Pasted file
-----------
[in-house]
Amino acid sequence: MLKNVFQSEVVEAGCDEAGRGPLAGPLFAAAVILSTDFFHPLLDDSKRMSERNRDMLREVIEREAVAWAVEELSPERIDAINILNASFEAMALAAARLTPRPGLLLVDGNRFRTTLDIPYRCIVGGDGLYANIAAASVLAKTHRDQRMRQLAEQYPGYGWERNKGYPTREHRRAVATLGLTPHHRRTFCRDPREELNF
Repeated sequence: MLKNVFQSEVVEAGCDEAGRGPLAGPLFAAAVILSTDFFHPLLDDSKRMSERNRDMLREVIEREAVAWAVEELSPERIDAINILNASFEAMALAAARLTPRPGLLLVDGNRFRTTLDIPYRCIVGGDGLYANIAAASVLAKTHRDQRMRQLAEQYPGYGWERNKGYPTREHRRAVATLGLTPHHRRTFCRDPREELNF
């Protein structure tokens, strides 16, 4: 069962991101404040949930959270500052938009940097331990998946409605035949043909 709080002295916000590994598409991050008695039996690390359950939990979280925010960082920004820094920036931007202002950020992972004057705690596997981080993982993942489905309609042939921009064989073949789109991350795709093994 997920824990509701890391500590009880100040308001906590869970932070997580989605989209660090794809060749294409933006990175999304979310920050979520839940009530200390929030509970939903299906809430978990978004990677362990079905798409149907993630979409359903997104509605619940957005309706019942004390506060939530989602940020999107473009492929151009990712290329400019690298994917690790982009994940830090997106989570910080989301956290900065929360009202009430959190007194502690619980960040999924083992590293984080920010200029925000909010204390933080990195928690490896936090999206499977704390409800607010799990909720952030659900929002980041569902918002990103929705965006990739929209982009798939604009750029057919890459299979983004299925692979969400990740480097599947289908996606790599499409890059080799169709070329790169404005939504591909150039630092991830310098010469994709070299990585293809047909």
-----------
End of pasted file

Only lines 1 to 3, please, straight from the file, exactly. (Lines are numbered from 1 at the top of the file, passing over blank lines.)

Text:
[in-house]
Amino acid sequence: MLKNVFQSEVVEAGCDEAGRGPLAGPLFAAAVILSTDFFHPLLDDSKRMSERNRDMLREVIEREAVAWAVEELSPERIDAINILNASFEAMALAAARLTPRPGLLLVDGNRFRTTLDIPYRCIVGGDGLYANIAAASVLAKTHRDQRMRQLAEQYPGYGWERNKGYPTREHRRAVATLGLTPHHRRTFCRDPREELNF
Repeated sequence: MLKNVFQSEVVEAGCDEAGRGPLAGPLFAAAVILSTDFFHPLLDDSKRMSERNRDMLREVIEREAVAWAVEELSPERIDAINILNASFEAMALAAARLTPRPGLLLVDGNRFRTTLDIPYRCIVGGDGLYANIAAASVLAKTHRDQRMRQLAEQYPGYGWERNKGYPTREHRRAVATLGLTPHHRRTFCRDPREELNF